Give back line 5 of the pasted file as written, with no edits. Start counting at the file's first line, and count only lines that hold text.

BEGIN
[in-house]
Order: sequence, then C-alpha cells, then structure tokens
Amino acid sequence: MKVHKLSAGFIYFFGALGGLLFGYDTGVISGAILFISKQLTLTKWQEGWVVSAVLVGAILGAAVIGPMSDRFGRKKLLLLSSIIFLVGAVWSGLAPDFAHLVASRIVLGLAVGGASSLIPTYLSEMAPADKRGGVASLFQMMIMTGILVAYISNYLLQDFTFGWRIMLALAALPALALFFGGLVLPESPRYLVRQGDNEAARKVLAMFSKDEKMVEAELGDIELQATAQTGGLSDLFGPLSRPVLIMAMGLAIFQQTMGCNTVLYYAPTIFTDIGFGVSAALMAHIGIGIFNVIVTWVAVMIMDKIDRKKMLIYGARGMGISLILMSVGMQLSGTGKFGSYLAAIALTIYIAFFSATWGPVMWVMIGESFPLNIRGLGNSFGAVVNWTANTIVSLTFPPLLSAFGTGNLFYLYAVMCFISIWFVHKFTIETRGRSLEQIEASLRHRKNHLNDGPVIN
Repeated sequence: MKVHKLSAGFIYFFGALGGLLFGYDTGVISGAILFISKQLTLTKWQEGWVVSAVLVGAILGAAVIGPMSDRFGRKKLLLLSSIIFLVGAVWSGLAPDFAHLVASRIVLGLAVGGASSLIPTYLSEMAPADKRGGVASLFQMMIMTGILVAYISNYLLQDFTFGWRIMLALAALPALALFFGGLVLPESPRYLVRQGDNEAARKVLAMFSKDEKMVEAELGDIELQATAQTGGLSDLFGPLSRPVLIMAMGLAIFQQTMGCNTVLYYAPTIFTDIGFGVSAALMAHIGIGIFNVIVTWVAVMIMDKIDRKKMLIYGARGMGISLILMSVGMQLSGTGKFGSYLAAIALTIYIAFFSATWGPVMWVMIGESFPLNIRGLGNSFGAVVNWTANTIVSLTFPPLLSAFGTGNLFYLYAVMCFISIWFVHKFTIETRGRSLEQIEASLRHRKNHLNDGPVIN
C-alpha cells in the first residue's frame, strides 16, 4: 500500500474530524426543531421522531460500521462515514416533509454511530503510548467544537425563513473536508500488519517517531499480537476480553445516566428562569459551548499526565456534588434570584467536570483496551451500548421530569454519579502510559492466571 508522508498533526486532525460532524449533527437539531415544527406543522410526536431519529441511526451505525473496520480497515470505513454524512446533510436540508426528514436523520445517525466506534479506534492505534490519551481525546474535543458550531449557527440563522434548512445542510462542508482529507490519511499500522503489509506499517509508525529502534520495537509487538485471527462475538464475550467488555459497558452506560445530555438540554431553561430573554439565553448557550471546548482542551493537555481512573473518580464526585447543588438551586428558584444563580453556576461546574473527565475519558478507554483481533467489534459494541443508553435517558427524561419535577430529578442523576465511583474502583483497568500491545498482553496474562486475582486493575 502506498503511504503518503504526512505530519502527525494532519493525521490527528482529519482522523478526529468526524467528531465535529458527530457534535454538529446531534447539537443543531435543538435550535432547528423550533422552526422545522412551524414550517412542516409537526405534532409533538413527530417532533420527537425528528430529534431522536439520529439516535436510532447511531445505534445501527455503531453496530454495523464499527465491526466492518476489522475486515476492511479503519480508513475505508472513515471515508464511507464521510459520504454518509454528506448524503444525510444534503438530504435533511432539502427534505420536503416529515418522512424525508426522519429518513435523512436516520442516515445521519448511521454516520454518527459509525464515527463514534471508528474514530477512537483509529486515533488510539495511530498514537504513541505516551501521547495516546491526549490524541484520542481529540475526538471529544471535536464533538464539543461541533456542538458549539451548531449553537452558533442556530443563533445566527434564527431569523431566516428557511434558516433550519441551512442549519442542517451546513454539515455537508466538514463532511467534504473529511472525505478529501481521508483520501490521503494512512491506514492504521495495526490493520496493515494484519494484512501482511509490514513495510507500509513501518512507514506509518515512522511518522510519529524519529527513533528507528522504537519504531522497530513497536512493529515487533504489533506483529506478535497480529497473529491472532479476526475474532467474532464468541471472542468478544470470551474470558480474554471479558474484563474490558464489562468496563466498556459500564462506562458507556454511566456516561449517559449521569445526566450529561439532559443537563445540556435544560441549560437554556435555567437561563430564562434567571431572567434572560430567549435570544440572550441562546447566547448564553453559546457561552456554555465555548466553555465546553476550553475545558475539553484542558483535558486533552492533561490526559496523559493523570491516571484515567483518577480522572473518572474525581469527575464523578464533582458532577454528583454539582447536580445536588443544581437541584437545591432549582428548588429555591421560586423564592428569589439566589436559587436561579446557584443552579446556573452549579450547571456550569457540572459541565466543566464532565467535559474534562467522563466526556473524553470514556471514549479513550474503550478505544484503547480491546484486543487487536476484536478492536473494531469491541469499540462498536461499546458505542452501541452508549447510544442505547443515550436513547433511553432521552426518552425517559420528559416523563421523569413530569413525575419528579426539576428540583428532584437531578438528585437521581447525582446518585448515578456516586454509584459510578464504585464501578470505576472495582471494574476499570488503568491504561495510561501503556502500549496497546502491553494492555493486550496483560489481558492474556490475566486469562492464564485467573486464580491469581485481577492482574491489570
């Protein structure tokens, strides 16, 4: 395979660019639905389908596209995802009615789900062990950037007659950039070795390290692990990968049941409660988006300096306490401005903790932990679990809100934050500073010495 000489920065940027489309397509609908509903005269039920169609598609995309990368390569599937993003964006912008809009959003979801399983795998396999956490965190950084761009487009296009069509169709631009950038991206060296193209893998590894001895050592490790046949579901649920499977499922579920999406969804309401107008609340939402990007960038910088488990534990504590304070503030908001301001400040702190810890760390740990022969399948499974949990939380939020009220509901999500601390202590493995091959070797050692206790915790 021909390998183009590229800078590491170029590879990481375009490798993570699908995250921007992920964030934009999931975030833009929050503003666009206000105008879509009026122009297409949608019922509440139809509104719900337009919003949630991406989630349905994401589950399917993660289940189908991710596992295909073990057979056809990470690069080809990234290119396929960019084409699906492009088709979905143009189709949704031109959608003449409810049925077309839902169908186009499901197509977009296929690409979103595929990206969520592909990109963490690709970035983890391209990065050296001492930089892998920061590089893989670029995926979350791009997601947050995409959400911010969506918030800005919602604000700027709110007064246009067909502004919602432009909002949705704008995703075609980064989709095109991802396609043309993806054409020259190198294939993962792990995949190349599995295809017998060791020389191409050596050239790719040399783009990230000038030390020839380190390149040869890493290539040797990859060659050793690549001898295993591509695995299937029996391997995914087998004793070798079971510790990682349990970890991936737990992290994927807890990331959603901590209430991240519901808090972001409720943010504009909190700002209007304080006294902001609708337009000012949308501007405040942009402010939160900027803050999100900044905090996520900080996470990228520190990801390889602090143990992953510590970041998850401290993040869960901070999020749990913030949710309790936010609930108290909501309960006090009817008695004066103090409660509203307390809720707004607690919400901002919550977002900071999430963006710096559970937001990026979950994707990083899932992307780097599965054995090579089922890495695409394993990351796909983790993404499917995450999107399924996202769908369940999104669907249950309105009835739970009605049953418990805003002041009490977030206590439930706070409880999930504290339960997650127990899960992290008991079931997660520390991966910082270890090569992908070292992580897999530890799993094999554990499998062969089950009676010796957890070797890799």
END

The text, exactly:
C-alpha cells in the first residue's frame, strides 16, 4: 500500500474530524426543531421522531460500521462515514416533509454511530503510548467544537425563513473536508500488519517517531499480537476480553445516566428562569459551548499526565456534588434570584467536570483496551451500548421530569454519579502510559492466571 508522508498533526486532525460532524449533527437539531415544527406543522410526536431519529441511526451505525473496520480497515470505513454524512446533510436540508426528514436523520445517525466506534479506534492505534490519551481525546474535543458550531449557527440563522434548512445542510462542508482529507490519511499500522503489509506499517509508525529502534520495537509487538485471527462475538464475550467488555459497558452506560445530555438540554431553561430573554439565553448557550471546548482542551493537555481512573473518580464526585447543588438551586428558584444563580453556576461546574473527565475519558478507554483481533467489534459494541443508553435517558427524561419535577430529578442523576465511583474502583483497568500491545498482553496474562486475582486493575 502506498503511504503518503504526512505530519502527525494532519493525521490527528482529519482522523478526529468526524467528531465535529458527530457534535454538529446531534447539537443543531435543538435550535432547528423550533422552526422545522412551524414550517412542516409537526405534532409533538413527530417532533420527537425528528430529534431522536439520529439516535436510532447511531445505534445501527455503531453496530454495523464499527465491526466492518476489522475486515476492511479503519480508513475505508472513515471515508464511507464521510459520504454518509454528506448524503444525510444534503438530504435533511432539502427534505420536503416529515418522512424525508426522519429518513435523512436516520442516515445521519448511521454516520454518527459509525464515527463514534471508528474514530477512537483509529486515533488510539495511530498514537504513541505516551501521547495516546491526549490524541484520542481529540475526538471529544471535536464533538464539543461541533456542538458549539451548531449553537452558533442556530443563533445566527434564527431569523431566516428557511434558516433550519441551512442549519442542517451546513454539515455537508466538514463532511467534504473529511472525505478529501481521508483520501490521503494512512491506514492504521495495526490493520496493515494484519494484512501482511509490514513495510507500509513501518512507514506509518515512522511518522510519529524519529527513533528507528522504537519504531522497530513497536512493529515487533504489533506483529506478535497480529497473529491472532479476526475474532467474532464468541471472542468478544470470551474470558480474554471479558474484563474490558464489562468496563466498556459500564462506562458507556454511566456516561449517559449521569445526566450529561439532559443537563445540556435544560441549560437554556435555567437561563430564562434567571431572567434572560430567549435570544440572550441562546447566547448564553453559546457561552456554555465555548466553555465546553476550553475545558475539553484542558483535558486533552492533561490526559496523559493523570491516571484515567483518577480522572473518572474525581469527575464523578464533582458532577454528583454539582447536580445536588443544581437541584437545591432549582428548588429555591421560586423564592428569589439566589436559587436561579446557584443552579446556573452549579450547571456550569457540572459541565466543566464532565467535559474534562467522563466526556473524553470514556471514549479513550474503550478505544484503547480491546484486543487487536476484536478492536473494531469491541469499540462498536461499546458505542452501541452508549447510544442505547443515550436513547433511553432521552426518552425517559420528559416523563421523569413530569413525575419528579426539576428540583428532584437531578438528585437521581447525582446518585448515578456516586454509584459510578464504585464501578470505576472495582471494574476499570488503568491504561495510561501503556502500549496497546502491553494492555493486550496483560489481558492474556490475566486469562492464564485467573486464580491469581485481577492482574491489570